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With respect to cumulative obstruction rate of inserted stents, it was 55%, 82%, and 93% at 90, 180, and 360 days in patients with hilar obstruction compared with 17%, 40%, and 75% in patients without hilar obstruction (Gray's test: P < 0.001) [Figure 3]. Patients with metastasis cancer had a cumulative obstruction rate of 62%, 82%, and 90% at 90, 180, and 360 days, whereas it was 13%, 41%, and 77% in patients without metastasis cancer (Gray's test: P < 0.001) [Figure 4]. Patients with 8 cm length stents had a higher cumulative obstruction rate of 39%, 63%, and 85% at 90,180, and 360 days compared with 20%, 47%, and 76% for patients with 6 cm length stents (Gray's test: P = 0.04) [Figure 5].
Figure 3: Cumulative incidence of stent obstruction in patients with or without hilar obstruction during the follow up

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Figure 4: Cumulative incidence of stent obstruction in patients with or without metastasis cancer during the follow up

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Figure 5: Cumulative incidence of stent obstruction in patients with different lengths of stent during the follow up

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   Discussion Top


As expected, our data showed that patients with hilar strictures had a shorter duration of patency than that of distal obstruction (90 vs 210 days) [Table 2]. Multivariate analysis indicated that hilar stricture was associated with a significantly increased risk of stent occlusion (HR = 3.26; 95% CI: 2.31–4.61) [Figure 2]. The cumulative obstruction rate of inserted stents in patients with hilar obstruction was 55%, 82%, and 93% at 90,180, and 360 days [Figure 3]. These results are consistent with previous reports.[6],[11],[13] It may be explained that tortuous hilar anatomy and atrophic lobes with diminished volume of parenchyma in patients with hilar obstruction may limit sufficient drainage of secondary or tertiary branches of ducts.

Patients with unrespectable metastasis hilar obstruction often have a median life expectancy of 2–4 months compared with 6 months or more in patients without metastasis cancer.[14],[15] Raju et al.[11] suggested that presence of metastasis and absence of treatment with chemotherapy, radiotherapy, or chemo-radiation were independent prognostic factors for survival. In addition, Eum et al.[16] suggested that a higher cancer stage (tumors involving the celiac axis or superior mesenteric artery or tumors having distant metastasis) was associated with shorter patency of metal stent in unrespectable pancreatic cancers. As expected, multivariate analysis indicated that metastatic tumors were associated with a significantly increased risk of stent occlusion (HR = 2.61; 95% CI: 1.79–3.81) [Figure 2]. Patients with metastasis cancer had a cumulative obstruction rate of 62%, 82%, and 90% at 90, 180, and 360 days [Figure 4].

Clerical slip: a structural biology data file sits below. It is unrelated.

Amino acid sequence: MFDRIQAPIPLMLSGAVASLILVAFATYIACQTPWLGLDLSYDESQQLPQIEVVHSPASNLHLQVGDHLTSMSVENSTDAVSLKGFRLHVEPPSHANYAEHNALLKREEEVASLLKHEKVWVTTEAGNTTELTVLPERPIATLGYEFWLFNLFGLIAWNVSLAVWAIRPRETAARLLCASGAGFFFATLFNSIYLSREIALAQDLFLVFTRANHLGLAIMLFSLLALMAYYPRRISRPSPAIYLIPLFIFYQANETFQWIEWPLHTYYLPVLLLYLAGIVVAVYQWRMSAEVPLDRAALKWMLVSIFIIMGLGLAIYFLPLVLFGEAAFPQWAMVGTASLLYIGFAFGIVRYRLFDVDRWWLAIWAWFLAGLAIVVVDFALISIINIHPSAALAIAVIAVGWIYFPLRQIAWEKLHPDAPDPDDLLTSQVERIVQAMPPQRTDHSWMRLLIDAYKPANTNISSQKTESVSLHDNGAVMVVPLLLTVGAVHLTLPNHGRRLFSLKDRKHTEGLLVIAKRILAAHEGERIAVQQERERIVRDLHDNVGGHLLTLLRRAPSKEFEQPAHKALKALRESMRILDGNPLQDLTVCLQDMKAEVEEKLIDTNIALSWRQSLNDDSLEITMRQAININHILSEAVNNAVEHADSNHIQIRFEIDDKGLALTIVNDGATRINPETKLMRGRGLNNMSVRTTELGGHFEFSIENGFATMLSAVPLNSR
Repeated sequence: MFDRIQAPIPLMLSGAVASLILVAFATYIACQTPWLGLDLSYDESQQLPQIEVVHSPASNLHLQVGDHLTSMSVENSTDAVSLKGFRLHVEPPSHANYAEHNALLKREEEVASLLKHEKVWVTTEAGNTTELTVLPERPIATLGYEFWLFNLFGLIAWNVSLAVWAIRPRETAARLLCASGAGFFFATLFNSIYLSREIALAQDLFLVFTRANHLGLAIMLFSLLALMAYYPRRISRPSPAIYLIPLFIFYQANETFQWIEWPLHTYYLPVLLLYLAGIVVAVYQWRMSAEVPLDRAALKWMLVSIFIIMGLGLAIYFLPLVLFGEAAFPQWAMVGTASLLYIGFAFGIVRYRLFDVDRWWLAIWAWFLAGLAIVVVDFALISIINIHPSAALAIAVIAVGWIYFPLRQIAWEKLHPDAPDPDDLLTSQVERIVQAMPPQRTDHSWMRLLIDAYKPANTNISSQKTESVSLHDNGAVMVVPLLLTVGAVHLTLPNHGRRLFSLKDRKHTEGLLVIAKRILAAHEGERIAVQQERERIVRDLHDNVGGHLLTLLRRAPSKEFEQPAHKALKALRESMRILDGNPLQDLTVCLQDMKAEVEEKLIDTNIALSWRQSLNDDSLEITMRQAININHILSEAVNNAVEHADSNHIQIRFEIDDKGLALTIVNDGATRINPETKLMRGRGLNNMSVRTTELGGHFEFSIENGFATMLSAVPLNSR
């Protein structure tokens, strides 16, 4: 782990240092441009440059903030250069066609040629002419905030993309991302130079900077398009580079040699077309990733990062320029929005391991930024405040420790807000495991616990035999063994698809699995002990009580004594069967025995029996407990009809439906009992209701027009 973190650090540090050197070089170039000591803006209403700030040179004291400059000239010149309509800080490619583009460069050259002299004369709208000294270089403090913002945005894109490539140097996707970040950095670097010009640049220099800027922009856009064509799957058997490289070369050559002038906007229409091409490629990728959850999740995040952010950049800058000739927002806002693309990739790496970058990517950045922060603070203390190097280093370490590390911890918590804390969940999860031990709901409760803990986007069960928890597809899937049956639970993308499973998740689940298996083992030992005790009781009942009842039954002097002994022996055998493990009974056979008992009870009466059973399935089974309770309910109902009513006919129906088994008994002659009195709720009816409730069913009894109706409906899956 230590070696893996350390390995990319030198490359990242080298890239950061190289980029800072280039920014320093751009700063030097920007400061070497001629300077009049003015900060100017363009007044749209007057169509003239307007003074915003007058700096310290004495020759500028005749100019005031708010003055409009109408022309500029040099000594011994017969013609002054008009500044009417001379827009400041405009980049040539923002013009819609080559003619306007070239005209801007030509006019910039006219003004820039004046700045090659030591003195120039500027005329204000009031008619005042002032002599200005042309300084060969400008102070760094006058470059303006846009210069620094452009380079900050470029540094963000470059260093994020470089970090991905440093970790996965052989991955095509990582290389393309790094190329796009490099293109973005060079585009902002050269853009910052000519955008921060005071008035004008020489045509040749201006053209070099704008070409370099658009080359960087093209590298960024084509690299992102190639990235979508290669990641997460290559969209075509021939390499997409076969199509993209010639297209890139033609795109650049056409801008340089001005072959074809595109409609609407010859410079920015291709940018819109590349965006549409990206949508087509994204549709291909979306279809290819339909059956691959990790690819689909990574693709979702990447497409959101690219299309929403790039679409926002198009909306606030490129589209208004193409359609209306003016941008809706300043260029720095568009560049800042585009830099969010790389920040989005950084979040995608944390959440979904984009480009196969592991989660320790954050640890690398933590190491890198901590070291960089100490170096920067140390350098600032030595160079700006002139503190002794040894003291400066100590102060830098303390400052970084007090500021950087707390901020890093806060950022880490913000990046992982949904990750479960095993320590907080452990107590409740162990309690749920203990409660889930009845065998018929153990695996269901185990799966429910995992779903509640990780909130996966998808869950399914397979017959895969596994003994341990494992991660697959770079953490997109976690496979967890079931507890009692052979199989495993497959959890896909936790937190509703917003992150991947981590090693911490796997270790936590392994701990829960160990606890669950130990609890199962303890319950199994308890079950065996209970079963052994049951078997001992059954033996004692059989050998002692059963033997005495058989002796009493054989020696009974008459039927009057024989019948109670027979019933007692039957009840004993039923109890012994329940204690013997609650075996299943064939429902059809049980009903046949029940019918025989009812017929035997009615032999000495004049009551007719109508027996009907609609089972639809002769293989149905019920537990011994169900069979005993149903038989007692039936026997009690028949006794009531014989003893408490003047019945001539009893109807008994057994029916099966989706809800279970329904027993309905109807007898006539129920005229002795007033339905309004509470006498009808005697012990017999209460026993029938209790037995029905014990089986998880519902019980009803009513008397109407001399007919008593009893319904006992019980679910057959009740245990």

Few studies investigated the relationship between length of stent and duration of stent patency. Kim et al.[3] suggested that length of stent did not affect the patency of metal stents. However, our data indicated that length of stent may be associated with stent occlusion (HR = 1.74, 95% CI, 1.24–2.46) [Figure 2]. Patients with a longer-length stent (8 cm) had a higher cumulative obstruction rate of 39%, 63%, 85% at 90, 180, and 360 days compared with 20%, 47%, and 76% for patients with short-length stent (6 cm) [Figure 5]. The difference may be partly explained that the small sample (68 patients) of study by Kim et al. does not lead to a statistically significant result. Presumably, flow velocity of bile may be decreased in these longer-length stents secondary to fluid dynamics when compared with short-length stents.